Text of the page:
A 2012 study by Accenture found that organizations that have a holistic, formal innovation structure consistently report better outcomes of their innovation programs. But Kevin Daly of Affinnova is skeptical. In a recent piece, Daly described Affinnova’s own survey of 400 innovation practitioners involved in consumer product development. According to the survey, top performing companies (i.e. those with highest new product success rates) were no more likely to have a formal innovation system than average performing ones.
Of course, it’s tempting to explain the contradicting results by differences in the study design (the precise reading of the questions, the corporate positions of the study respondents, etc.). But the meaning of the term “innovation structure” is terribly important too.
Imagine that you just began studying a foreign language. You’re trying to apply a heavy “structure” of grammar and pronunciation rules learned from a textbook, but you’re frustrated with the results as you commit one mistake after another. With envy, you listen to a native speaker: this person remembers no rules, applies no visible “structure,” but his/her speech is perfect. And yet, however bad your newly learned language might be, you still speak it better than someone who hasn’t tried at all.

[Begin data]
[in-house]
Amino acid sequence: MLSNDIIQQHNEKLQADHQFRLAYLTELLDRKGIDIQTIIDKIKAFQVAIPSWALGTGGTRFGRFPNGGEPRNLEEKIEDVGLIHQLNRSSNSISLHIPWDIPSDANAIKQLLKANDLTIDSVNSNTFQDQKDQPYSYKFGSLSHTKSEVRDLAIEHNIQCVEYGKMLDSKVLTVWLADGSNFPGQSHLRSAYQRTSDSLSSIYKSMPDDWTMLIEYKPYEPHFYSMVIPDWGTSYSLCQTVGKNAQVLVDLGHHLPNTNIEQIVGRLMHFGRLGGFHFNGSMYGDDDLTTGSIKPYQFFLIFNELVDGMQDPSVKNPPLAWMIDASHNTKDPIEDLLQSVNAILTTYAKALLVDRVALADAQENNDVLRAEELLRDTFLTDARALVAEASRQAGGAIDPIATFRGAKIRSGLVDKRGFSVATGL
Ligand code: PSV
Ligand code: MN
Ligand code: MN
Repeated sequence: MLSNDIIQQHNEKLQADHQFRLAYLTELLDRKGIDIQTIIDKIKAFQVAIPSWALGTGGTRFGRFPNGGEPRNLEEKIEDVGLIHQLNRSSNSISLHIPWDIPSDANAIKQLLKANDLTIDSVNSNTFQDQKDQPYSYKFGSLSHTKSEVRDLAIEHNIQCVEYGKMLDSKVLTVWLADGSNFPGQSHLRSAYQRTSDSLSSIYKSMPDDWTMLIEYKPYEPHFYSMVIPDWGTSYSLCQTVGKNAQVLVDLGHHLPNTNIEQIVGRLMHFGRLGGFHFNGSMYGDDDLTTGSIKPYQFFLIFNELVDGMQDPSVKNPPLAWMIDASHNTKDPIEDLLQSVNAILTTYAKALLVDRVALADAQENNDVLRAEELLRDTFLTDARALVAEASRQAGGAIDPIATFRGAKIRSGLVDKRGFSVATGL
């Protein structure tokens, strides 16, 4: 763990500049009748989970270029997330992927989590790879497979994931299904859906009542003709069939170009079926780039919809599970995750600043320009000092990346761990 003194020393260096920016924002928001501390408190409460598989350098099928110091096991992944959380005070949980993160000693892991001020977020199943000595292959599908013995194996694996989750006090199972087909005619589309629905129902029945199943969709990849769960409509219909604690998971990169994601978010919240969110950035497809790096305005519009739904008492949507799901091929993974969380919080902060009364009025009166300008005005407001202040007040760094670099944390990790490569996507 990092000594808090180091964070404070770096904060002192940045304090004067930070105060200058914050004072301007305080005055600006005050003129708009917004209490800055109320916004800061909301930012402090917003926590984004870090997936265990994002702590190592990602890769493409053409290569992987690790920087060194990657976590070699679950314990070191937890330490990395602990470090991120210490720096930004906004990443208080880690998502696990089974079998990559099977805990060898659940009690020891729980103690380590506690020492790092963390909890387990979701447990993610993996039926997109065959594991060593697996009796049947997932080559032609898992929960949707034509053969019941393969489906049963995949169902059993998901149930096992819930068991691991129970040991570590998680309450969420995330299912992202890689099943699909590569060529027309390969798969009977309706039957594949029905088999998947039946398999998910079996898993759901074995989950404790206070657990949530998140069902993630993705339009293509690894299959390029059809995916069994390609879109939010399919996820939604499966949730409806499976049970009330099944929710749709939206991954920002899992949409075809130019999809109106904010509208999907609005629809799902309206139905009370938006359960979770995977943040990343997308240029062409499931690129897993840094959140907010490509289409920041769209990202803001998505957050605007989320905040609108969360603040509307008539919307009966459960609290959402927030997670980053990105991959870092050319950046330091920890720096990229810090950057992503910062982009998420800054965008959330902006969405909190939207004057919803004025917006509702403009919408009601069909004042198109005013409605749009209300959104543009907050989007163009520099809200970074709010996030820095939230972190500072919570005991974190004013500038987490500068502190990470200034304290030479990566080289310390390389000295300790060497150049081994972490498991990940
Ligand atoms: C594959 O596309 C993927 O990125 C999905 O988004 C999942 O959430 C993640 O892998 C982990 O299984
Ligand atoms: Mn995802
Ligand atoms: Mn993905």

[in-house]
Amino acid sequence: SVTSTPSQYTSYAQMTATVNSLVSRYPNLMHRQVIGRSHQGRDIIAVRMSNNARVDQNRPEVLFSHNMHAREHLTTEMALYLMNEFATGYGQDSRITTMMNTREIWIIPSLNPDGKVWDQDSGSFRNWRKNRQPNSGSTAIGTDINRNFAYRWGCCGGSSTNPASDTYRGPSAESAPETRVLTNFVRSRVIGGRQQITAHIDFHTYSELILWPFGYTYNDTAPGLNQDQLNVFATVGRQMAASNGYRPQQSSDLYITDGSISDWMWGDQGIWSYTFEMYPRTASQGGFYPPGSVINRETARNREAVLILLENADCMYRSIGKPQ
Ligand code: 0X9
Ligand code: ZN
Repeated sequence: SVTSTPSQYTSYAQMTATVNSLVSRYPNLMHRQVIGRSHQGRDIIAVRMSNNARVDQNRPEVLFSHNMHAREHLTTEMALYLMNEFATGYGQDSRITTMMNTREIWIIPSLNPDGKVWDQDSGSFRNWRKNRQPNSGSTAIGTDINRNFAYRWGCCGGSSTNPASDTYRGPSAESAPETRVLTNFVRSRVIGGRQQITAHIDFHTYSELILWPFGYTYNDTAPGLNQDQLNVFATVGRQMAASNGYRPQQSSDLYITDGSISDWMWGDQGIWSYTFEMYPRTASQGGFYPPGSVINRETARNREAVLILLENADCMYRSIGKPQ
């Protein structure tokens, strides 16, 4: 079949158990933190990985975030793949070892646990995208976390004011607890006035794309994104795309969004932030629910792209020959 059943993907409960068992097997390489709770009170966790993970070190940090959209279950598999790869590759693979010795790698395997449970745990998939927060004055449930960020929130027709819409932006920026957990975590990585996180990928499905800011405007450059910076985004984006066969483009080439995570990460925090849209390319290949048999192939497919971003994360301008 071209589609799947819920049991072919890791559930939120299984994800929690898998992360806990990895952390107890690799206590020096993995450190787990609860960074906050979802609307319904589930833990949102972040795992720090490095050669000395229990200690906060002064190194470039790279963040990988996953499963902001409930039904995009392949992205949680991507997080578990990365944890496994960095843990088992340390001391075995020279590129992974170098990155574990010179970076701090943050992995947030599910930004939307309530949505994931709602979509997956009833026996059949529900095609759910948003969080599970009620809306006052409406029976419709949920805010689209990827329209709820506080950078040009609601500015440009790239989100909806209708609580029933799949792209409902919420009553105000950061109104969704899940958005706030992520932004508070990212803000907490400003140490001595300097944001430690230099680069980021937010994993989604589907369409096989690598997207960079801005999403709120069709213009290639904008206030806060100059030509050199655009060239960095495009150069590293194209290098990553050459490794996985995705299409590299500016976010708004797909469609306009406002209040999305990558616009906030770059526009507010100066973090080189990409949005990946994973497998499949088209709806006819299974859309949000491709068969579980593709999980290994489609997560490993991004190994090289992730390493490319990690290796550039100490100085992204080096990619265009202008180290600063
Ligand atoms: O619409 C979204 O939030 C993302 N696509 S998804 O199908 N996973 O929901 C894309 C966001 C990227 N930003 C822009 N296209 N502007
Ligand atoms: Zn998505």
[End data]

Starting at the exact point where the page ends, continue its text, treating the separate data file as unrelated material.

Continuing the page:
The same happens with companies practicing innovation. At the very beginning, with no prior experience in it, you do need a “structure:” an innovation charter (or, at the very least, an explicit verbal buy-in from your top management), a steering committee, a budget, a dedicated innovation team. But as your company grows more innovation-mature, as the innovation process penetrates all levels and corners of the company, as engaging in innovation activities becomes responsibility of all company employees, the “structure” gets fuzzier and fuzzier. At certain point, you may have an efficient innovation process, yet already no “holistic and formal” innovation structure. The differences in innovation maturity between companies surveyed by Accenture and Affinnova may well have contributed to the differences in their respective studies’ findings.
So, does innovation need “structure”? It does. But if you work hard to apply it to your organization, sooner or later, structure will transform into something else. It’s called culture.
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